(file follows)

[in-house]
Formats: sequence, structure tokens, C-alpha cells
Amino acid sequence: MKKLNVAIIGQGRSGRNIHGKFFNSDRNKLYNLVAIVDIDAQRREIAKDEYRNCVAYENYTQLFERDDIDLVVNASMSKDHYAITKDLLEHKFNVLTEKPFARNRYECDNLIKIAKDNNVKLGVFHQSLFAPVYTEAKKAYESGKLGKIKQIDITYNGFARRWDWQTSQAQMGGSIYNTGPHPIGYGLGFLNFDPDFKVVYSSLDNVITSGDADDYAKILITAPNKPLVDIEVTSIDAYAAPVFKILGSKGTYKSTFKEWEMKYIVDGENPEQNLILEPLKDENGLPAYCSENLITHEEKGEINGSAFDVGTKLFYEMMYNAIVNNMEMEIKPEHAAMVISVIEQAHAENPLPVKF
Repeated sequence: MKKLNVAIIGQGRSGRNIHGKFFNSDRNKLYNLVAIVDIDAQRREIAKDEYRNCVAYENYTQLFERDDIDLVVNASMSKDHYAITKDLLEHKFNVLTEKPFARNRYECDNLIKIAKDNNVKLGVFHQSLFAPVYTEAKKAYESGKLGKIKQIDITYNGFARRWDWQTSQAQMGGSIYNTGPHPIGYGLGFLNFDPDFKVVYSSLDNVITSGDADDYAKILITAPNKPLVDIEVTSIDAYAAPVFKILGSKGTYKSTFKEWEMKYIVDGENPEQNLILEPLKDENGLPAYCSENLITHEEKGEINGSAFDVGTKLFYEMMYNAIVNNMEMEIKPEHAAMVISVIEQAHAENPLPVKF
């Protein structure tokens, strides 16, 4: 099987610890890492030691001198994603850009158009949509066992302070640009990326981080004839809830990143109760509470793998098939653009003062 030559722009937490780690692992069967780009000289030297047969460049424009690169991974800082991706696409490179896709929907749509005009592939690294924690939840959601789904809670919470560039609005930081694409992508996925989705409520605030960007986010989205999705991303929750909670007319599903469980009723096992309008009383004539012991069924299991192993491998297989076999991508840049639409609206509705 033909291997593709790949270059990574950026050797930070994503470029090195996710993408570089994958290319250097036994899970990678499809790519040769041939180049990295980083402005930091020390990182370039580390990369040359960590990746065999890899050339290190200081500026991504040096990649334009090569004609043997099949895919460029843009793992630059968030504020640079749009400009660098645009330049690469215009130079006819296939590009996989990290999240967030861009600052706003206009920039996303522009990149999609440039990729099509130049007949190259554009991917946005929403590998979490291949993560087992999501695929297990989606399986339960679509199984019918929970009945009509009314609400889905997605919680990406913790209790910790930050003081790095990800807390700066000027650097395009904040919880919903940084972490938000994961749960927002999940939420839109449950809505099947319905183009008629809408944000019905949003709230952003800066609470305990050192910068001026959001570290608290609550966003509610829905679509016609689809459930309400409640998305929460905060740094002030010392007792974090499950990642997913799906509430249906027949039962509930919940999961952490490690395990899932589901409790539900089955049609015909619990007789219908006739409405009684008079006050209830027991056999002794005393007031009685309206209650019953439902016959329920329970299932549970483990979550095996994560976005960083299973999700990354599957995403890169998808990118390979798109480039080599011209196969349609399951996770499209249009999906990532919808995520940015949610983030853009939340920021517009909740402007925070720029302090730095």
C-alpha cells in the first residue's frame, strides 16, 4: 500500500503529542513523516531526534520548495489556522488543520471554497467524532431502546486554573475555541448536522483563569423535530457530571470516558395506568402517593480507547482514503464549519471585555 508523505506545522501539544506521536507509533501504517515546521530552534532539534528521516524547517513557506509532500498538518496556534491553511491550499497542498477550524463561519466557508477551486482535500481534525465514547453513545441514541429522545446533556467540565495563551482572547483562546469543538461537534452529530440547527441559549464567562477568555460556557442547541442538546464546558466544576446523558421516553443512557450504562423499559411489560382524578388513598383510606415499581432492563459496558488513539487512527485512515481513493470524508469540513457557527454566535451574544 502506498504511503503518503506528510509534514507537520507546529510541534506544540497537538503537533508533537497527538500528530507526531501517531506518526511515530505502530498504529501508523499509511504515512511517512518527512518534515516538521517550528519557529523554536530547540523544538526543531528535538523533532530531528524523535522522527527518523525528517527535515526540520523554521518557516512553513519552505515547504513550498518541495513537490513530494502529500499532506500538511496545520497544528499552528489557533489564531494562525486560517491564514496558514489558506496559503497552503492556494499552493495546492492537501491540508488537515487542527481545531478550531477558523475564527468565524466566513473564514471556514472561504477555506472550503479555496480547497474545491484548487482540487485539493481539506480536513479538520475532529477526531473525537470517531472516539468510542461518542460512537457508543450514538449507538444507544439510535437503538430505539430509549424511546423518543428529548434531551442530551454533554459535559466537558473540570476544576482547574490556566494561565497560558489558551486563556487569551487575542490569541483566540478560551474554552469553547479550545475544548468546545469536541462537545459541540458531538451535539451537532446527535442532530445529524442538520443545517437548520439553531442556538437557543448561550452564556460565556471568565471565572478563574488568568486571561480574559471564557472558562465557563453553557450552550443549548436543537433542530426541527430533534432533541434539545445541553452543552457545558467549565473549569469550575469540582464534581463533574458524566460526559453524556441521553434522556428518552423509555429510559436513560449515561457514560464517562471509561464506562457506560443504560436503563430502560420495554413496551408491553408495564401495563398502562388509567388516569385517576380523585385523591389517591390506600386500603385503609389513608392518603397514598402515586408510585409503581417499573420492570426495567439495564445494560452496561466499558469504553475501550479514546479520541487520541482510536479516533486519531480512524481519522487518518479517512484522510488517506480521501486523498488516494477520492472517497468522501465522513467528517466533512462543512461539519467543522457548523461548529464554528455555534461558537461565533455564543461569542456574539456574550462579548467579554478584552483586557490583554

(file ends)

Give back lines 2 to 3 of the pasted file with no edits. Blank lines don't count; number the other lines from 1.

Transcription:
Formats: sequence, structure tokens, C-alpha cells
Amino acid sequence: MKKLNVAIIGQGRSGRNIHGKFFNSDRNKLYNLVAIVDIDAQRREIAKDEYRNCVAYENYTQLFERDDIDLVVNASMSKDHYAITKDLLEHKFNVLTEKPFARNRYECDNLIKIAKDNNVKLGVFHQSLFAPVYTEAKKAYESGKLGKIKQIDITYNGFARRWDWQTSQAQMGGSIYNTGPHPIGYGLGFLNFDPDFKVVYSSLDNVITSGDADDYAKILITAPNKPLVDIEVTSIDAYAAPVFKILGSKGTYKSTFKEWEMKYIVDGENPEQNLILEPLKDENGLPAYCSENLITHEEKGEINGSAFDVGTKLFYEMMYNAIVNNMEMEIKPEHAAMVISVIEQAHAENPLPVKF